American Airlines Just Served Me Caviar. No, Really!

What-Gif

Okay, it might have been a small quantity of caviar, but I’m impressed. Not by the caviar as such, but rather by how far a little bit of effort can go in transforming the customer experience.

Let me explain.

A few weeks back, American launched daily Boeing 777-300ER flights between Los Angeles and Sydney. These flights are being operated as part of a joint venture with Qantas, and as a result, American also spruced up the service on these flights, to match many aspects of the Qantas experience. For example, American has added pajamas in business class on this route, among other things.

American already had a fantastic reverse herringbone business class hard product. It’s my favorite business class hard product in the world, and when you factor in that American also has wifi, it would probably be my preferred business class product for a transpacific flight.

But I’ve never really understood why American bothers with first class on the 777-300ER, given that the first class hard product is barely better than business class, and the service typically isn’t much better either. American is really shrinking the number of international first class seats they’ll have, as they’re eliminating the first class cabins on their 777-200s. Long term only the 777-300ERs will have first class, with only eight seats per cabin.

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I just got off a Sydney to Los Angeles flight and was so impressed by the product. So, so, so impressed. It’s amazing to see what a US airline could be with a little bit of effort. While I’ll have a full trip report soon, I can’t help but share my initial thoughts.

American first class out of Sydney: pre-flight

A couple of days before departure I got an email from someone in American’s “Premium Customer Services” at Sydney Airport. He confirmed my seat assignment and that I pre-ordered my main course, and also asked if there was anything he could do for me.

I asked if there was any possibility of having a spa treatment scheduled in the Qantas First Class Lounge Sydney. This is the lounge American first class passengers can use, though historically only Qantas first class customers can pre-schedule treatments (everyone else can try to book one on a space available basis). I figured since American and Qantas have a joint venture (and therefore revenue sharing/metal neutrality), it couldn’t hurt to ask.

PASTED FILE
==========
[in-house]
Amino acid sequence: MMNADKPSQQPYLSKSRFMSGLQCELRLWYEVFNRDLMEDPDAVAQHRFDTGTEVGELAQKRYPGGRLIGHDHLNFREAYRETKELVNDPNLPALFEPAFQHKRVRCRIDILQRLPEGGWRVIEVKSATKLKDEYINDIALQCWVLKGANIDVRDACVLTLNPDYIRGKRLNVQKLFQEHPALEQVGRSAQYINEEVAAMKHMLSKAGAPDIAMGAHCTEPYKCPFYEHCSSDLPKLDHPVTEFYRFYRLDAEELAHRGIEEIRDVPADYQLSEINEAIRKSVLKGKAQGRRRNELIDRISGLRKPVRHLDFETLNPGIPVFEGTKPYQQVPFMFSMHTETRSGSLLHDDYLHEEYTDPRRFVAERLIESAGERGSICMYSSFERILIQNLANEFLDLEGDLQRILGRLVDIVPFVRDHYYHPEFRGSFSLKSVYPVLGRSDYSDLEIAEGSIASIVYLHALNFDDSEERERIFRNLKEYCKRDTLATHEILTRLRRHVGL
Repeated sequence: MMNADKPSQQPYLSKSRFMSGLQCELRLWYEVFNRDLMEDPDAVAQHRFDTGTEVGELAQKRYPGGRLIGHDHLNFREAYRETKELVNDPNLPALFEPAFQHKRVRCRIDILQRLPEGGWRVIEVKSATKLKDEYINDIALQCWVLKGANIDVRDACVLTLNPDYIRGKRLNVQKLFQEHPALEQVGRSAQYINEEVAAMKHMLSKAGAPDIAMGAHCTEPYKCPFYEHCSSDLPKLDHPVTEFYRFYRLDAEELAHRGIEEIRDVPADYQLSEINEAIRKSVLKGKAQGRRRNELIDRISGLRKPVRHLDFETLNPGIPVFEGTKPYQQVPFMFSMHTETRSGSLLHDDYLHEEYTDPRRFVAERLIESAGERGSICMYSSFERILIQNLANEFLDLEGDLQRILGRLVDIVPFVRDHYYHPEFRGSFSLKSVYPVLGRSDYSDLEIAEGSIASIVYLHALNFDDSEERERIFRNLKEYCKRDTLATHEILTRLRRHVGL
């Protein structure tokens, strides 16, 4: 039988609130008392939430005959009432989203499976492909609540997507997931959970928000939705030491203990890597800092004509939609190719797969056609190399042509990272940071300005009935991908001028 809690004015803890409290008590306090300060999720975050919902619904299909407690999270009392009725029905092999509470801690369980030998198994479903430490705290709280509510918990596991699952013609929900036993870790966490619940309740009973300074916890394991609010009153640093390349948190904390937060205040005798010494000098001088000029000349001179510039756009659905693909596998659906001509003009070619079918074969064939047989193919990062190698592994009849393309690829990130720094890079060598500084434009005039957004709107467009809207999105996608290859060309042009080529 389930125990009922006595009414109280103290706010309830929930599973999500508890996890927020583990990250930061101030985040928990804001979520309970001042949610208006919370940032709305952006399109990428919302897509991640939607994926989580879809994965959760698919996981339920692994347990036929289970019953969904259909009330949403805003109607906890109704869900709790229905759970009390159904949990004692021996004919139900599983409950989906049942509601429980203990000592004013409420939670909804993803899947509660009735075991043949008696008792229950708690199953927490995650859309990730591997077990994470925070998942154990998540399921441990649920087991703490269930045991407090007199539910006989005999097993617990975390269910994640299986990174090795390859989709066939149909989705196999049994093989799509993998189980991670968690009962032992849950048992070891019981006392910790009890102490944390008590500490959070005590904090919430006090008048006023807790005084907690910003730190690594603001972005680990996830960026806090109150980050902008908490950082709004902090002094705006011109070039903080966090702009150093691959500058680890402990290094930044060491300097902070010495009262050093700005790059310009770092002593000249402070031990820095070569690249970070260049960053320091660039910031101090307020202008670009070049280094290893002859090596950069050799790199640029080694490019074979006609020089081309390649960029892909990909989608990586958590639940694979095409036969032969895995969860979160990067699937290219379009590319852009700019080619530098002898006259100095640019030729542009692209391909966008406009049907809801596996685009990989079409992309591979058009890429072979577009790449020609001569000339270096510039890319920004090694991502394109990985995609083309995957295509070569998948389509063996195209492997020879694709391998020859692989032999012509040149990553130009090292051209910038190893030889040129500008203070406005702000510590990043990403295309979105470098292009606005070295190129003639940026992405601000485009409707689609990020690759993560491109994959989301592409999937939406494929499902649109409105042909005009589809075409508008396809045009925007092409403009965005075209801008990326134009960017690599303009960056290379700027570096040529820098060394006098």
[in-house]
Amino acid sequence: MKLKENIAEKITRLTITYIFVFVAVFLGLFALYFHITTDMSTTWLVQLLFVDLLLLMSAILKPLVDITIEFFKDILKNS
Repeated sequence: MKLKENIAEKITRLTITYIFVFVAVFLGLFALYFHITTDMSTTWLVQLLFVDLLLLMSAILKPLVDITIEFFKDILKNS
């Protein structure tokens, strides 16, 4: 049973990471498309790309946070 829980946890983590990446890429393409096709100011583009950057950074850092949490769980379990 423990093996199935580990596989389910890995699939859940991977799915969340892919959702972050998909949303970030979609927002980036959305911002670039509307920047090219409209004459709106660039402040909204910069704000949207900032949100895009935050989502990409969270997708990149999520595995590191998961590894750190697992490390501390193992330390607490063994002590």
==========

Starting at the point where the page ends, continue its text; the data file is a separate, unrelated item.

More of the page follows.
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He contacted Qantas, who told him he couldn’t get me an appointment in advance, but he promised to try again the morning of my trip. Sure enough, at 7AM he emailed me to tell me I had a massage confirmed for 11AM. Amazing!

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Perhaps the best surprise was that when I finished my spa treatment he was waiting outside the spa in the first class lounge to escort me to the gate.

When we got to the boarding gate he took me to the very front of the line so I could board right away.

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I couldn’t believe I was on a US airline. Seriously, how long could his total interaction with me have taken, including emails? Maybe 30 minutes, at most? But what a difference it made in terms of the overall experience.

American first class from Sydney to LA: onboard

The thing I’ve found frustrating about American first class in the past is how little effort they put into differentiating the product from business class. The food, service, etc., are all nearly identical. And it’s not like the first class seat is all that much better than the business class seat, in my opinion.

This Sydney to Los Angeles flight was the perfect example of how small touches can differentiate a product.

On the ground I was offered a glass of champagne (yes, an actual glass, not a plastic cup) with warm almonds.

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After takeoff I had another glass of champagne, which was served with olives and crisps.

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Then I was offered a caviar tartlet and an heirloom tomato gazpacho. Admittedly it was a really small portion of caviar, but what a classy touch nonetheless!

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Then I had a delicious smoked celeriac soup.

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After that I had my choice of five small plates — I chose a Western Australian rock lobster with mango and citrus salsa. It was really good.